When quizzed about the rumour that the metal detectors provided to the security guards were non-functional, DG PHA says: “That’s a farce. All metal detectors are functional, and the security guards use them effectively. The visitors have mobile phone and keys etc in their pockets. So, it is not possible for the guards to frisk the visitors up and down.”

Ahmed also shares that as many as 85 security guards have been deployed in Racecourse Park itself; they work in different shifts. The Lawrence Garden has also been armed with 40 guards.

Nabeela Ghazanfar, the spokesperson for the office of Inspector General of Police (IGP) Punjab, says “The Punjab police shall ensure security at every public place. We are already in a state of war [against terrorism]. The department is working out the standard operating procedures (SOPs) for ensuring security of public parks. These will soon be shared with the media.”

Abdullah Malik, a Lahore-based social activist who heads the Civil Society Network Pakistan, laments the fact that the “vision-less leadership of Pakistan has failed to provide security to its people.

“The terrorists keep changing their targets,” he adds. “They have attacked the mosques, churches, bazaars and educational institutions. The government has had to increase security at these places. Now they have to do the needful at the public parks. Tomorrow this might be some other soft target. Will the government go on increasing security at all public spaces?”

Malik stresses on the need for building a counter narrative against terrorism and religious extremism. “The political leaders should change their policy [towards religious groups]. The PML-N has always supported such elements for the sake of vote. It is time we decided whether the rulers and government mean to save their votebank or the nation.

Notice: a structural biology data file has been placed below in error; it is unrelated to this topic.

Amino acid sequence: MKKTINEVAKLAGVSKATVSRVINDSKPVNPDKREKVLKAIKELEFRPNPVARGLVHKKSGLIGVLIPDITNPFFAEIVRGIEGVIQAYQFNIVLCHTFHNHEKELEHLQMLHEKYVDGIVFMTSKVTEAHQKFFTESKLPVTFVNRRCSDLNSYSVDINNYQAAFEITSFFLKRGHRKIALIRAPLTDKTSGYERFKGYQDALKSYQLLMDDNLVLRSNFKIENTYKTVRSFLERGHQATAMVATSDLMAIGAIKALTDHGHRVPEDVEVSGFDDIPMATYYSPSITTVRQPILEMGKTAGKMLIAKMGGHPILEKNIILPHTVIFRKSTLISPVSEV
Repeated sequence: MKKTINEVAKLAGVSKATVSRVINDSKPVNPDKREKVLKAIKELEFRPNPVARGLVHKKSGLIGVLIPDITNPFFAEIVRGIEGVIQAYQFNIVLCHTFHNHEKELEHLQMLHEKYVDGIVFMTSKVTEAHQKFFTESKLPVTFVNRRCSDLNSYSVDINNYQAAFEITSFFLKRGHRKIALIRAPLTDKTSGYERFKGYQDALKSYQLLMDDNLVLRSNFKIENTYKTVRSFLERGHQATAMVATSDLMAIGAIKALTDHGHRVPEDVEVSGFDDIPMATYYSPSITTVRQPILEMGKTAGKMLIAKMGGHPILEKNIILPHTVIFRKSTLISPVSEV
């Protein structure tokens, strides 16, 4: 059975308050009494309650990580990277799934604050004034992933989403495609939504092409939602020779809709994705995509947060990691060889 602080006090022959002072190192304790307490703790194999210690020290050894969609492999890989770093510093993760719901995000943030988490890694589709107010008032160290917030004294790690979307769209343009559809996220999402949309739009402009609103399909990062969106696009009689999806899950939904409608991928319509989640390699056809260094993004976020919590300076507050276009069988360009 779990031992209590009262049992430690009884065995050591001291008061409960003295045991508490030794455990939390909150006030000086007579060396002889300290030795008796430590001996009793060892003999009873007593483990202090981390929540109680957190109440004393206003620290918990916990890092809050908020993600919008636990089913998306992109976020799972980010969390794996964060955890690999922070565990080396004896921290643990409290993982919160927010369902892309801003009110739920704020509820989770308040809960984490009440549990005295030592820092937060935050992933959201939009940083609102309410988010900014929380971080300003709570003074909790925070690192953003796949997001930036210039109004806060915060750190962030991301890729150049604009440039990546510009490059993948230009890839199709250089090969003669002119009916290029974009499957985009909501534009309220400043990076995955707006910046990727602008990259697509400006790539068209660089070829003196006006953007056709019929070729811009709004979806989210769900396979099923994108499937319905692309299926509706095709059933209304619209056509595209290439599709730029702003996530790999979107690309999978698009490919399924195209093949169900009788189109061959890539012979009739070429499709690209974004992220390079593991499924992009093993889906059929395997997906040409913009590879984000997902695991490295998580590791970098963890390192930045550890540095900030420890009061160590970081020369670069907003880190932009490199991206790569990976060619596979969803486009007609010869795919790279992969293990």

“The incident of Gulshan-e-Iqbal Park was not only the failure of PHA and Punjab Police but also that of the political leadership.”

So, what is the quick fix? Is it to deploy the police haphazardly every time a blast occurs somewhere? Haidar Ashraf, Deputy Inspector General, Police, Lahore, says it is not possible to deploy police at every public park. “Yet, we intend to revisit the security issues in Lahore. We shall point out if the infrastructure is lacking in the parks. If there are gadgetry problems, we shall talk to the DG PHA.”

Ashraf also says the police is already occupied for the protection of schools, mosques and other places. Regular deployment of police at all of the 850 public parks is a difficult proposition.

“No doubt there were six policemen on the spot when the bomb exploded inside the [Gulshan-e-Iqbal] Park, they could not possibly avert the blast. It’s hard to stop the suicide bomber.”

DIG Police does not agree with the notion that it is not PHA’s responsibility to arrange security. “They will have to make effective arrangements for their own security, though police will be there to help.”

Meanwhile, the parks remain open and continue to attract people. Right now, the numbers might be smaller, though. The people say they don’t have many avenues for entertainment.

“Everything is getting out of the reach of the common man,” says a university student who is here for a jog. “Now they want to deprive us of the fresh air and the opportunity to interact with nature?”

Sher Ali Khalti

sher ali khalti
The author works for The News. He can be contacted at [email protected]